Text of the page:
Fortune employed DiscoverOrg C-Level executive data to analyze the presence of women in the C-Suite. Of the 9,975 C-level executives evaluated, only 18% were female. At the corporate apex, only 6.9% of the CEOs and 6.7% of Board Chairs were women. That is fewer than one in fourteen execs.
Of the twelve titles assessed, only four have female population rates above twenty five percent:
- 31.9% Chief Legal Officer
- 36.4% Chief Compliance Officer
- 48.0% Chief Marketing Officer
- 62.2% Chief Human Resources Officer
Even more concerning is that the top two positions leading to the CEO position, COO (7.2%) and CFO (8.8%), remain male bastions.
“The biggest surprise to me was how little gender diversity there still is,” opined DiscoverOrg CEO Henry Schuck. “You might expect less than 50% of C-level executives to be women, but I was surprised at how much less it was.”
I also found it interesting that this research was employed using DiscoverOrg data and not a public company dataset from Reuters, FactSet, S&P, Mergent, etc. Any of these public information vendors could have also provided the data as well, but DiscoverOrg had an advantage in that it researches the full C-suite (and several levels below it) and reverifies data every ninety days. While the other vendors are also likely to have highly accurate data for the C-Suite, they are dependent upon SEC filings to recognize executive changes. Thus, they would be as accurate as DiscoverOrg for CEO, Chairman, COO, CFO, and Chief Legal Officer, but are less likely to be accurate for positions which report into the CEO, CFO , and COO. Here, DiscoverOrg’s curated data collection methods have a data quality advantage.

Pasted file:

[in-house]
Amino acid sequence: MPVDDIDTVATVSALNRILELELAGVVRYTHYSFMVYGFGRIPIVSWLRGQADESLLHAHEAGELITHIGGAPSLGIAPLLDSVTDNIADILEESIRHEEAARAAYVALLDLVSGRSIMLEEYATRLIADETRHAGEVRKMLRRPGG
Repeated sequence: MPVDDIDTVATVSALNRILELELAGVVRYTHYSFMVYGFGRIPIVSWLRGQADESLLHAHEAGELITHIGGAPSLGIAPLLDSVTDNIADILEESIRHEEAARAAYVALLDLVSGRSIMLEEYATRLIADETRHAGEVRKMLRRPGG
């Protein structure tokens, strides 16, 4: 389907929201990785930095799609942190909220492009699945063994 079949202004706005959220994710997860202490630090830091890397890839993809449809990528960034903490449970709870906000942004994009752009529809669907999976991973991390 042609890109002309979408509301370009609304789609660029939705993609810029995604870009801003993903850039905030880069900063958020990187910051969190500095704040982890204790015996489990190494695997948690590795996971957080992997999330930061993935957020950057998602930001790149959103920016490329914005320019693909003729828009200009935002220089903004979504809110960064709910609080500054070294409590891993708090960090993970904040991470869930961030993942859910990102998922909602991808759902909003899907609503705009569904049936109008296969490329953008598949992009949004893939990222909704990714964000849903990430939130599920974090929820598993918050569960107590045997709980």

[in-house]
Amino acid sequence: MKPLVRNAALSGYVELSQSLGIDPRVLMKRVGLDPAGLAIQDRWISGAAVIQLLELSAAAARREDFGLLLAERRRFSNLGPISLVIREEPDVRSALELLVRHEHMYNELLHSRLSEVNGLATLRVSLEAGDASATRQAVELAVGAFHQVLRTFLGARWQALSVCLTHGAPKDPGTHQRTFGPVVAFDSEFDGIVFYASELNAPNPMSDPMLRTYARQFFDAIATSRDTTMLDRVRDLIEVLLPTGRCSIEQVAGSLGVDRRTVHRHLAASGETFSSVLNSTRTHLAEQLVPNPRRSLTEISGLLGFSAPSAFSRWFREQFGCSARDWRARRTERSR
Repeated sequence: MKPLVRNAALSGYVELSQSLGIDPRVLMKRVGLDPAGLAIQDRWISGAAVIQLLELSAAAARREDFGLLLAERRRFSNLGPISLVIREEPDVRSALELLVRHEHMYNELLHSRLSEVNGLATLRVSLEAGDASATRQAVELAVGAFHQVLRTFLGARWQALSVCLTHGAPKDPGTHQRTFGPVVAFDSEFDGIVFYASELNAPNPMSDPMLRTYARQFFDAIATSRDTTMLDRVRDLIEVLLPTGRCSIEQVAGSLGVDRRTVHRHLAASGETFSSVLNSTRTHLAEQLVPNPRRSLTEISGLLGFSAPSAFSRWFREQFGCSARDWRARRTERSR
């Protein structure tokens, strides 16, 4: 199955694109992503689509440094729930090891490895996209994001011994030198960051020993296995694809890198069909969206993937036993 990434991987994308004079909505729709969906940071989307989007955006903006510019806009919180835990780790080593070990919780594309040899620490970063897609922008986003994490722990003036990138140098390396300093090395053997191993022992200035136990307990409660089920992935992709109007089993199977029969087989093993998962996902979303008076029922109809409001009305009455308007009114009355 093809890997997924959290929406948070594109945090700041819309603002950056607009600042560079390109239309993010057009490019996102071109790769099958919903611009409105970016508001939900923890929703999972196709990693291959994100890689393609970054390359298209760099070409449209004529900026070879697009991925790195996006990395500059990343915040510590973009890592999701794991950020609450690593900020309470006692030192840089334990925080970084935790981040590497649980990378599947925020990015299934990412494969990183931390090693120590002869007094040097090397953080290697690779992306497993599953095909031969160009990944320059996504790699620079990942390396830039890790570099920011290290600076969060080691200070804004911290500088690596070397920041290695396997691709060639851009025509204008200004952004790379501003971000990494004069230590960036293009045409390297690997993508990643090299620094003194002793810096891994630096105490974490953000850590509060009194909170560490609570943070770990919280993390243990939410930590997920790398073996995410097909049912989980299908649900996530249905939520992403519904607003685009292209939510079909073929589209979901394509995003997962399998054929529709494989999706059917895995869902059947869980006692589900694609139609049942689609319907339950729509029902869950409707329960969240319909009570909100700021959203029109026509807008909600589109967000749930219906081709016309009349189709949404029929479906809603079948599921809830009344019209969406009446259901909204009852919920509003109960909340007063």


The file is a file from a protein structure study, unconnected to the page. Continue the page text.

What would be fascinating is if DiscoverOrg analyzed their data by function, level, and sector across the Fortune 1000. They already have data sets for Finance, Marketing, Product Management (TEDD), and IT with several others ready to launched by the end of the year. Assuming DiscoverOrg can provide historical cuts of their database, the IT function can be evaluated going back a half decade or more with Finance and Marketing for a few years. At a minimum, such an analysis would make for some fascinating blogs, but it could also be an invaluable dataset for academic research.